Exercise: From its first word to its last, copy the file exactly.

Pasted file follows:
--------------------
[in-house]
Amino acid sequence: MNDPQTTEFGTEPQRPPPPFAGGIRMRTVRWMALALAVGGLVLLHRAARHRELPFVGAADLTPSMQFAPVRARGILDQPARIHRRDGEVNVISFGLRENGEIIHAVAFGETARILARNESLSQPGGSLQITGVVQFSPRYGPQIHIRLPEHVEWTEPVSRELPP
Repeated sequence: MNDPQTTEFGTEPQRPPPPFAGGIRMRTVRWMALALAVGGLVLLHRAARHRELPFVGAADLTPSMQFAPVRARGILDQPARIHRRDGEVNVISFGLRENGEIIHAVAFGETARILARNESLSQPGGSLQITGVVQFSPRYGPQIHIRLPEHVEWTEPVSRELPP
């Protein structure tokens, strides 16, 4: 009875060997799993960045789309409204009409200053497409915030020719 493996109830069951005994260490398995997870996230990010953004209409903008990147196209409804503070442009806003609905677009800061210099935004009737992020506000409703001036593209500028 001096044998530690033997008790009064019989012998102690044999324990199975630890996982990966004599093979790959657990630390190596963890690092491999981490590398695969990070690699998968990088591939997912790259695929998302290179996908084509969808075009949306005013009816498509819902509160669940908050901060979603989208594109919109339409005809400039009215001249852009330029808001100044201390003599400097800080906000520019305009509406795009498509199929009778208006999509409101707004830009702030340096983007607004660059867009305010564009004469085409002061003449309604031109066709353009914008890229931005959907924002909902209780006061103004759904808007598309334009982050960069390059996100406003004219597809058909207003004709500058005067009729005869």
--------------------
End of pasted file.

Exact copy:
[in-house]
Amino acid sequence: MNDPQTTEFGTEPQRPPPPFAGGIRMRTVRWMALALAVGGLVLLHRAARHRELPFVGAADLTPSMQFAPVRARGILDQPARIHRRDGEVNVISFGLRENGEIIHAVAFGETARILARNESLSQPGGSLQITGVVQFSPRYGPQIHIRLPEHVEWTEPVSRELPP
Repeated sequence: MNDPQTTEFGTEPQRPPPPFAGGIRMRTVRWMALALAVGGLVLLHRAARHRELPFVGAADLTPSMQFAPVRARGILDQPARIHRRDGEVNVISFGLRENGEIIHAVAFGETARILARNESLSQPGGSLQITGVVQFSPRYGPQIHIRLPEHVEWTEPVSRELPP
């Protein structure tokens, strides 16, 4: 009875060997799993960045789309409204009409200053497409915030020719 493996109830069951005994260490398995997870996230990010953004209409903008990147196209409804503070442009806003609905677009800061210099935004009737992020506000409703001036593209500028 001096044998530690033997008790009064019989012998102690044999324990199975630890996982990966004599093979790959657990630390190596963890690092491999981490590398695969990070690699998968990088591939997912790259695929998302290179996908084509969808075009949306005013009816498509819902509160669940908050901060979603989208594109919109339409005809400039009215001249852009330029808001100044201390003599400097800080906000520019305009509406795009498509199929009778208006999509409101707004830009702030340096983007607004660059867009305010564009004469085409002061003449309604031109066709353009914008890229931005959907924002909902209780006061103004759904808007598309334009982050960069390059996100406003004219597809058909207003004709500058005067009729005869």